Ratanakiri Retreat In November, our YAGM group had our first major retreat. After an amazing thanksgiving feast prepared by Adam and Sarah (ohmygod let’s talk about that green bean casserole and mashed potatoes and apple pie, shall we?), we jumped in a van and tackled the eight hour drive to Ratanakiri province in North East Cambodia. Ratanakiri is known for its undisturbed jungles, a rarity considering Cambodia’s current zest for deforestation in much of the country. We spent a day hiking through these vast overgrowths of foliage and fawna (think the ending scenes of Apocalypse Now, which take place in this same area) and jumping off tree branches into a beautiful freshwater lake (the Minnesota girl in me was thrilled). A second day was filled with longboat rides up the Sansa River and a tour of an indigenous hill tribe community and cemetery. Our afternoons and evenings were filled with thoughtful reflection on our time in Cambodia thus far, with specific focus on the economics of poverty and the choices people make regarding money in our specific cultural contexts.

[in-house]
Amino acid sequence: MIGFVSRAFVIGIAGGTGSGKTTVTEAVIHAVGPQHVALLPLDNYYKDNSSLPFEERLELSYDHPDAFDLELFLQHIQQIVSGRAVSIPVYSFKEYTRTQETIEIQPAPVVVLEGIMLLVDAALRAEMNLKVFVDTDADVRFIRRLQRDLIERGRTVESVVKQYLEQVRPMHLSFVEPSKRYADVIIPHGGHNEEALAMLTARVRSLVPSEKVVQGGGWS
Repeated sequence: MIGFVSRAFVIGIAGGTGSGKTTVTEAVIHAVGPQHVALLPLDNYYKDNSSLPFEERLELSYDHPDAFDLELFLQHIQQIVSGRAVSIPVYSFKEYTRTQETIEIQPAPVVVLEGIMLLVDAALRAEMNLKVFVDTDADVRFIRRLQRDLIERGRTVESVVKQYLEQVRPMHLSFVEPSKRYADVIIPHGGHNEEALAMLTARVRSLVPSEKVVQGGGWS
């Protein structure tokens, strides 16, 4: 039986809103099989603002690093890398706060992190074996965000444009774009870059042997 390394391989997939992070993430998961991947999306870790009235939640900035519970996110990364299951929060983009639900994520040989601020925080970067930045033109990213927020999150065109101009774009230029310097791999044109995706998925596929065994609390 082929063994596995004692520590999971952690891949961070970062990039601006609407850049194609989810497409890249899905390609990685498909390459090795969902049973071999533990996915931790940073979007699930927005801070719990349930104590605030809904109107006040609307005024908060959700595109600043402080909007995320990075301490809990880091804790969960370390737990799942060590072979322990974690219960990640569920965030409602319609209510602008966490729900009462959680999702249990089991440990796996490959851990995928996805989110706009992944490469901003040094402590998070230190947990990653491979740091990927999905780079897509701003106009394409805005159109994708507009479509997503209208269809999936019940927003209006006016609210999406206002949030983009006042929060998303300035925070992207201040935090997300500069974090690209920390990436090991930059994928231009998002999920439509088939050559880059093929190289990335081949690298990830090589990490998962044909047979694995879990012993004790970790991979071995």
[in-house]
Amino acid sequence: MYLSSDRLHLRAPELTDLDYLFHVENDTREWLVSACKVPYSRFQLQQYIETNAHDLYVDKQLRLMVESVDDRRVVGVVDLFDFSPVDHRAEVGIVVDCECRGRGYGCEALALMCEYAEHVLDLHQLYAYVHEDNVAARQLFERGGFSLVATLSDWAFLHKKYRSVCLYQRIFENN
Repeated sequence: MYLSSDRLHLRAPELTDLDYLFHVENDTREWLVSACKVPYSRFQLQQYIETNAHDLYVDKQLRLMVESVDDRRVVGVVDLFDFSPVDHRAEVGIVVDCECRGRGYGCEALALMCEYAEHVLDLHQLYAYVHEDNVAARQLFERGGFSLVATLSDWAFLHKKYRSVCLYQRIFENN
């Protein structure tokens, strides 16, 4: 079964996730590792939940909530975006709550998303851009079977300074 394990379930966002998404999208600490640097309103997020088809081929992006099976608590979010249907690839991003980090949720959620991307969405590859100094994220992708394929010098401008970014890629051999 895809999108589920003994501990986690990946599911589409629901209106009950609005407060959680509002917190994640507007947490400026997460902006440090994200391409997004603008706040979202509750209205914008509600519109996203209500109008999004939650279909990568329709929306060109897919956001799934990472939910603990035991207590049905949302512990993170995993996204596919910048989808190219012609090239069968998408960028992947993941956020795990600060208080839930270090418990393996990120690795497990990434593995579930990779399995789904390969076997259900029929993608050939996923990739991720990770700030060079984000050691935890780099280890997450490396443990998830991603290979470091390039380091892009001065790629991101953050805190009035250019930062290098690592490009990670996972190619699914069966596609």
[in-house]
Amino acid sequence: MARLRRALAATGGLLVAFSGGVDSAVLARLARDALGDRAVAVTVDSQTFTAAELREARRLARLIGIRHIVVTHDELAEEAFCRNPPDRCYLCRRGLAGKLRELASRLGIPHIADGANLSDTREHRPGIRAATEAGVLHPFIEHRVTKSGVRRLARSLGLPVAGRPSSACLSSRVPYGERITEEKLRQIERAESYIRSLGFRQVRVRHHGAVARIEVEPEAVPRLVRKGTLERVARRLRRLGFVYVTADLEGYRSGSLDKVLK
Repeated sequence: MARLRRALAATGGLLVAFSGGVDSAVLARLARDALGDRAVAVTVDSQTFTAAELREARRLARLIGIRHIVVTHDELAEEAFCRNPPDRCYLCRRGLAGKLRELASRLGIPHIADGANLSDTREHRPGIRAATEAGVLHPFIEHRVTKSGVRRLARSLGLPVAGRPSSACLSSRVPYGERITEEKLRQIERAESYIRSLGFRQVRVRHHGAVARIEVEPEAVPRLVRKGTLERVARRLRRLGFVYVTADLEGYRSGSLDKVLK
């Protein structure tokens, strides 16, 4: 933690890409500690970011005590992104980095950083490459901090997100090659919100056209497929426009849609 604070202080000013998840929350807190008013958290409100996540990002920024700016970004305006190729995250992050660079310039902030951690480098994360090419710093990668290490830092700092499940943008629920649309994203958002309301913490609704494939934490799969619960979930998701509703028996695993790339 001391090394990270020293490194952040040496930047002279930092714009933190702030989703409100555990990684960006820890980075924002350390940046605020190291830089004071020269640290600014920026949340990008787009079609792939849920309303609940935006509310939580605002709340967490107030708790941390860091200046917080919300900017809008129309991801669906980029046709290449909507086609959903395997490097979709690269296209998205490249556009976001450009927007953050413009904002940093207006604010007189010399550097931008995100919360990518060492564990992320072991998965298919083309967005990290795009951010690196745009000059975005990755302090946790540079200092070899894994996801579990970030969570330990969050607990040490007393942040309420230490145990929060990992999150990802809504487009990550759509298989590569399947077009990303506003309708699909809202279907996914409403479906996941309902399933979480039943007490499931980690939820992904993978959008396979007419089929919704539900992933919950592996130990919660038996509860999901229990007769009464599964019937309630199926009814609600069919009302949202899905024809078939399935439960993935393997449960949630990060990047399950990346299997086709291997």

A young girl from an indiginous community in Ratanakiri leans out of her window.

The YAGM gang takes a dive into Yeak Laom Lake in Ratanakiri Province.